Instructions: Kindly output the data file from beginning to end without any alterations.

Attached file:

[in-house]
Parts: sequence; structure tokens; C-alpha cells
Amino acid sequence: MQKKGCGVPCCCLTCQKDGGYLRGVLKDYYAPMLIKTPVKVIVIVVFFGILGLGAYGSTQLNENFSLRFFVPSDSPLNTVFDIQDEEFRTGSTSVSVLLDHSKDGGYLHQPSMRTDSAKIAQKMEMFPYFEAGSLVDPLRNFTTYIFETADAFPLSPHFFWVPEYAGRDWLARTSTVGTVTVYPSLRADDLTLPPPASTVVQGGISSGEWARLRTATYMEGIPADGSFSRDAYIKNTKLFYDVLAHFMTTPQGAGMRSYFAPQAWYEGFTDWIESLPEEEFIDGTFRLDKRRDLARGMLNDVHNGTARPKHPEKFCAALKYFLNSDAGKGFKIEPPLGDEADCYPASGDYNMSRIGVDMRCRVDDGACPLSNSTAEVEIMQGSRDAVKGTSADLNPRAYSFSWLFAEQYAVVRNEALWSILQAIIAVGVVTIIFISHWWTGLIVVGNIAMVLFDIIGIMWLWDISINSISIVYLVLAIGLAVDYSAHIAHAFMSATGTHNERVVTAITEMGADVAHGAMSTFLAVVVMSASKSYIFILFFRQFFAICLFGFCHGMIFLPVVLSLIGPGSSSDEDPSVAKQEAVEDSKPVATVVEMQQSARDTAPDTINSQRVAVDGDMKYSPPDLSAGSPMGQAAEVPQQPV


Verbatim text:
[in-house]
Parts: sequence; structure tokens; C-alpha cells
Amino acid sequence: MQKKGCGVPCCCLTCQKDGGYLRGVLKDYYAPMLIKTPVKVIVIVVFFGILGLGAYGSTQLNENFSLRFFVPSDSPLNTVFDIQDEEFRTGSTSVSVLLDHSKDGGYLHQPSMRTDSAKIAQKMEMFPYFEAGSLVDPLRNFTTYIFETADAFPLSPHFFWVPEYAGRDWLARTSTVGTVTVYPSLRADDLTLPPPASTVVQGGISSGEWARLRTATYMEGIPADGSFSRDAYIKNTKLFYDVLAHFMTTPQGAGMRSYFAPQAWYEGFTDWIESLPEEEFIDGTFRLDKRRDLARGMLNDVHNGTARPKHPEKFCAALKYFLNSDAGKGFKIEPPLGDEADCYPASGDYNMSRIGVDMRCRVDDGACPLSNSTAEVEIMQGSRDAVKGTSADLNPRAYSFSWLFAEQYAVVRNEALWSILQAIIAVGVVTIIFISHWWTGLIVVGNIAMVLFDIIGIMWLWDISINSISIVYLVLAIGLAVDYSAHIAHAFMSATGTHNERVVTAITEMGADVAHGAMSTFLAVVVMSASKSYIFILFFRQFFAICLFGFCHGMIFLPVVLSLIGPGSSSDEDPSVAKQEAVEDSKPVATVVEMQQSARDTAPDTINSQRVAVDGDMKYSPPDLSAGSPMGQAAEVPQQPV